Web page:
Latest study confirms an animal-free food system is not holistically sustainable

By: Sara Place, Ph.D

Let’s be clear, a healthy and sustainable food system depends on having both plants and animals. Researchers at USDA’s Agricultural Research Service and Virginia Tech just published a study in the Proceedings of National Academies of Sciences confirming this socially debated fact. The study examined what our world would look like without animal agriculture in the U.S. The bottom line? We’d reduce greenhouse gas emissions in the U.S. by 2.6 percent, and 0.36 percent globally[1] — but we’d also upset our balanced food ecosystem and lack essential dietary nutrients to feed all Americans.

One important role livestock — such as cattle — play in our sustainable food system is taking human inedible food and ultimately making it nutritious. Specifically, cattle act as upcyclers — meaning they eat grasses and plant matter leftover from human food production and upgrade them into nutritional, high-quality protein. In fact, they produce 19 percent more edible protein than they consume[2].

Utesch Family Ranch

It’s worth noting, too, that human-inedible plants and leftovers make up a vast majority of livestock diets. According to a study from scientists at the United Nations Food and Agriculture Organization, 86 percent of what livestock eat globally is human-inedible plants and leftovers[3]. Research from the National Academies of Sciences, Engineering, and Medicine concluded that human-inedible plants and leftovers make up nearly 90 percent of a U.S. grain-finished beef animal’s lifetime feed consumption, while less than 10 percent of what they eat is grain[4]. Cattle graze the residues of grain harvest (the stalks and leaves left in the field after corn harvest), eat the byproducts from milling grains for flour production (wheat midds), cottonseed that is a leftover of cotton production, and distillers grains leftover from soy biodiesel and corn ethanol production.

Another benefit of livestock that is often overlooked is its use of otherwise unusable land for agriculture. More than 85 percent of the land where we graze cattle is not suitable for growing crops because it is too rocky, steep and/or arid to support cultivated agriculture[5][6].

If you eat a USDA-certified organic diet, what’s one of the major fertilizer sources for your vegetables, grains, and other plant foods? Animal manure. What consumes 1.9 billion pounds a year of plant-based leftovers produced by the U.S. human food, fiber, and biofuel industries? Livestock. Without livestock, how would we dispose of these plant-derived leftovers without creating an environmental problem?

Rather than continuing to debate what needs to come off our dinner plate all together, let’s start focusing our attention on making the whole plate better. The social battle underway about what type of agriculture is best (local vs. non-local, vegan vs. omnivore, organic vs. conventional, grass-fed vs. grain-fed) is getting us nowhere. We need it all for a resilient food system that provides choice and affordable, nutritional options. Our greater opportunity is in improving the food system’s sustainability, such as better soil health, economic viability of farmers, animal welfare, and lower greenhouse gas emissions, regardless of the production system.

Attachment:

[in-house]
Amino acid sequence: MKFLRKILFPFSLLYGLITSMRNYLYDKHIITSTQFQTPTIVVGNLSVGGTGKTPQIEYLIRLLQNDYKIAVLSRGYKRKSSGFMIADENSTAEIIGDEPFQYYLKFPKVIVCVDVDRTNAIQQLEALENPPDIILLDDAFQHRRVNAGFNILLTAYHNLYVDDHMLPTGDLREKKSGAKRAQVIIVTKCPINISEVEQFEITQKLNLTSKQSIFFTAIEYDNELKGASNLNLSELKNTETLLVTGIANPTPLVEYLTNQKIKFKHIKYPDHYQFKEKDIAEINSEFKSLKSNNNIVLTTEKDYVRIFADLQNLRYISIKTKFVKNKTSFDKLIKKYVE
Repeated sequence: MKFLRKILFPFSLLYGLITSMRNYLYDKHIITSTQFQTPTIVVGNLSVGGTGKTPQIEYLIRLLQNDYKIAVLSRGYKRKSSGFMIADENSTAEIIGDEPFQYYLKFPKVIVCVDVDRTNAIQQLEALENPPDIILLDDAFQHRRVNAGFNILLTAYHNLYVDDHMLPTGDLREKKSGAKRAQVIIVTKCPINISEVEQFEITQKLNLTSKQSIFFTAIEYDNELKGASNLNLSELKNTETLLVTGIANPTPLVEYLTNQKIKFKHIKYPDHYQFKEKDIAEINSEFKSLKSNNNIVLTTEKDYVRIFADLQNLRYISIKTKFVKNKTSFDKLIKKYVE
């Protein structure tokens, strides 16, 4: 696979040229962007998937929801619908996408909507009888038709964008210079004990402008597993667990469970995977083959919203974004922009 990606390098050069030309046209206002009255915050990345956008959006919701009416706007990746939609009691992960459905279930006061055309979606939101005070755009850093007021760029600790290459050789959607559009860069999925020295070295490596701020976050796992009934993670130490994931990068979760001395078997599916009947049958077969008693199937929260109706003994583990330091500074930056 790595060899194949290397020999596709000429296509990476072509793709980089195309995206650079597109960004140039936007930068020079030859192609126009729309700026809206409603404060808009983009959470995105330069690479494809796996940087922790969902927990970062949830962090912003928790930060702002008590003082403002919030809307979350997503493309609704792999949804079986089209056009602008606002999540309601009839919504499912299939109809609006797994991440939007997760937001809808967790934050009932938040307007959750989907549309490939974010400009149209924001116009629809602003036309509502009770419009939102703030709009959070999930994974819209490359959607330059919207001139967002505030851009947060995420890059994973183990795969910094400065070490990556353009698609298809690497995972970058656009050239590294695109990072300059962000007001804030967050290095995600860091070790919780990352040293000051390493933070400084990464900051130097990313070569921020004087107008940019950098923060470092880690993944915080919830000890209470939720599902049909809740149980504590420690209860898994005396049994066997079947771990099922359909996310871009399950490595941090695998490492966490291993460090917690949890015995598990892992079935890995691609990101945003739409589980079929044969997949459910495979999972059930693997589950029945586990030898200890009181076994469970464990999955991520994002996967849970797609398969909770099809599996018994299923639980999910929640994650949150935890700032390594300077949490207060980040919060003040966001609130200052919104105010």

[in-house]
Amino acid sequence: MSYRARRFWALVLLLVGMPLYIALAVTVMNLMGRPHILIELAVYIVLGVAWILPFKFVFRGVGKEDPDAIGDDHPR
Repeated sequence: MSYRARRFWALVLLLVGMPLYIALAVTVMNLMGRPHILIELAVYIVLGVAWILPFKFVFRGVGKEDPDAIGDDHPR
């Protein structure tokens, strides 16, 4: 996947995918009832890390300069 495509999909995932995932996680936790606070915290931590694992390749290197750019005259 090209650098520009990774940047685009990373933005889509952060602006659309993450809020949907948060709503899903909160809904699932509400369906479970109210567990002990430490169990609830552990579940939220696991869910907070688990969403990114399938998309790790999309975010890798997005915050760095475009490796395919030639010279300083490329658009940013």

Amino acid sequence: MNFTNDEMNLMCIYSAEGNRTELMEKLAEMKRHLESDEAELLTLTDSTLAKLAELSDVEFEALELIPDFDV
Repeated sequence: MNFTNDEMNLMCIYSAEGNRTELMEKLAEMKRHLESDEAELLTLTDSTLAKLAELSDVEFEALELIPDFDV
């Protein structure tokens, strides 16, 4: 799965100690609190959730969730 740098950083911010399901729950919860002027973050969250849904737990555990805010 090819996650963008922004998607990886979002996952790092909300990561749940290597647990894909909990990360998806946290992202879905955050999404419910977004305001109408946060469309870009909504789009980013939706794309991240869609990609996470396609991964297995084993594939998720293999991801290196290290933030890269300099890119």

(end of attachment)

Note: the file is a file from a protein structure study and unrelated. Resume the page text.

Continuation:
Sara Place, Ph.D., is senior director, sustainable beef production research, at NCBA, a contractor to the Beef Checkoff Program. She was previously assistant professor in the Department of Animal Science at Oklahoma State University. Raised on a dairy farm in Chenango County, N.Y., she received her Ph.D. in Animal Biology from the University of California, Davis, and her B.S. in Animal Science from Cornell University

[1] White, R.R. and M.B. Hall. 2017. Nutritional and greenhouse gas impacts of removing animals from US agriculture. Proceedings of the National Academies of Sciences. 114(48) E10301-E10308. DOI: 10.1073/pnas.1707322114 (Note: 0.36% of global emissions calculated from estimate of 49 gigatons (Gt) of anthropogenic carbon dioxide equivalents emitted in the year 2010 from the Intergovernmental Panel on Climate Change Fifth Assessment Report. Summary of the report can be found at this link:

[2] Council for Agricultural Science and Technology (CAST). 1999. Animal Agriculture and Global Food Supply. Task force report N. 135 July 1999, Department of Animal Science, University of California, Davis, CA, USA. Available at:

[3] Mottet et al., 2017. Livestock: On our plates or eating at our table? A new analysis of the feed/food debate. Global Food Security. 14: 1–8.

[4] National Academies of Sciences, Engineering, and Medicine. 2016. Nutrient Requirements of Beef Cattle: Eighth Revised Edition. Washington, DC: The National Academies Press.

[5] 2011 Cattlemen’s Stewardship Review. Available at:

[6] USDA, Economic Research Service using data from the Major Land Use data series. Available at: